Garden of the Gods isn't a State park nor a National park, but a City Park maintained by the city of Colorado Springs.

Charles Elliot Perkins, head of the Burlington Railroad purchased the Garden of the Gods property for a summer home in 1879, but never built upon the land out of respect for the wonderful scenery.
In 1909, Perkins' children, knowing their father's feeling for the Garden of the Gods, conveyed his four-hundred eighty acres to the City of Colorado Springs. It would be known forever as the Garden of the Gods "where it shall remain free to the public, where no intoxicating liquors shall be manufactured, sold, or dispensed, where no building or structure shall be erected except those necessary to properly care for, protect, and maintain the area as a public park."

Isn't it fantastic what one man's vision can wrought? Garden of the Gods is truly a treasure, and by the way, listed in "1000 things to do before you die". At last count, we were up to five or six on this trip alone.

Colorado Springs is closely bordered by tiny Manitou Springs, which is as delightful a little town as you can ever imagine (be sure to visit the link, because we didn't take any pictures of the town itself). We were fortunate enough to be visiting on Market Wednesday, when all of the local growers, crafters and food vendors gather in Soda Spring park and share a wonderful evening of food and music.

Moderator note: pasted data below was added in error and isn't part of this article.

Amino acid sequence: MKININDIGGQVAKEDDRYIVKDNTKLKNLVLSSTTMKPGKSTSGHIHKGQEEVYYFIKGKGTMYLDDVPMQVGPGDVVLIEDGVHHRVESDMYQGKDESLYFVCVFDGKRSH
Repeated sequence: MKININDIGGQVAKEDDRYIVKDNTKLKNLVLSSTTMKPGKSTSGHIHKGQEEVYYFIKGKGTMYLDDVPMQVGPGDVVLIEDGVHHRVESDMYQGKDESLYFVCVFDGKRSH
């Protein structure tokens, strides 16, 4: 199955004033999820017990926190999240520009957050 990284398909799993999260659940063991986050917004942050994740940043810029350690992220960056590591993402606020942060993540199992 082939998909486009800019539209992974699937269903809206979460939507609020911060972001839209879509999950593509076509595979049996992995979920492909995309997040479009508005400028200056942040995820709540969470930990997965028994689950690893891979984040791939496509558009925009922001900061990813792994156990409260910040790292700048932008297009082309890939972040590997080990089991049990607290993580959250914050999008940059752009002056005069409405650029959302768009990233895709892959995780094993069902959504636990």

First there was a nice local bluegrass band.
Then we were treated to a performance of the South Dakota National Guard 147th Army Band. They were spending their two-week deployment at nearby Fort Carson and took time out to perform in Manitou Springs.
In the interest of full disclosure here, I must admit that we didn't stay for the entire performance. As the band was setting up, Manitou Springs was hit with the deluge that had been threatening all day. Several inches of rain, lots of lightening and thunder. The jazz band and swing band instruments were standing in water, and while the band members got everything cleaned up and dried out, the temperature kept dropping... and dropping... We vowed to stay for a few songs, which we did, but as all of our warm clothing was back at the cabin, we finally retreated, shivering to the warmth of the truck and later the cabin!

So ended our first day of Road Trip 2009. Since the daughter and I are on the same internal schedule, we were out of bed at 5:00 a.m., getting our turn in the showers first. As we headed down the highway en route to our final destination of the day in Durango, we passed the sign for the Pikes Peak Highway. As it was just at the opening time of 7:30, we decided to take another detour.
Just a few miles up the road is a beautiful lake, which is aptly named Crystal Reservoir. We were feeling very smug and proud of ourselves at this point, thinking this was just going to be another quick diversion on the way.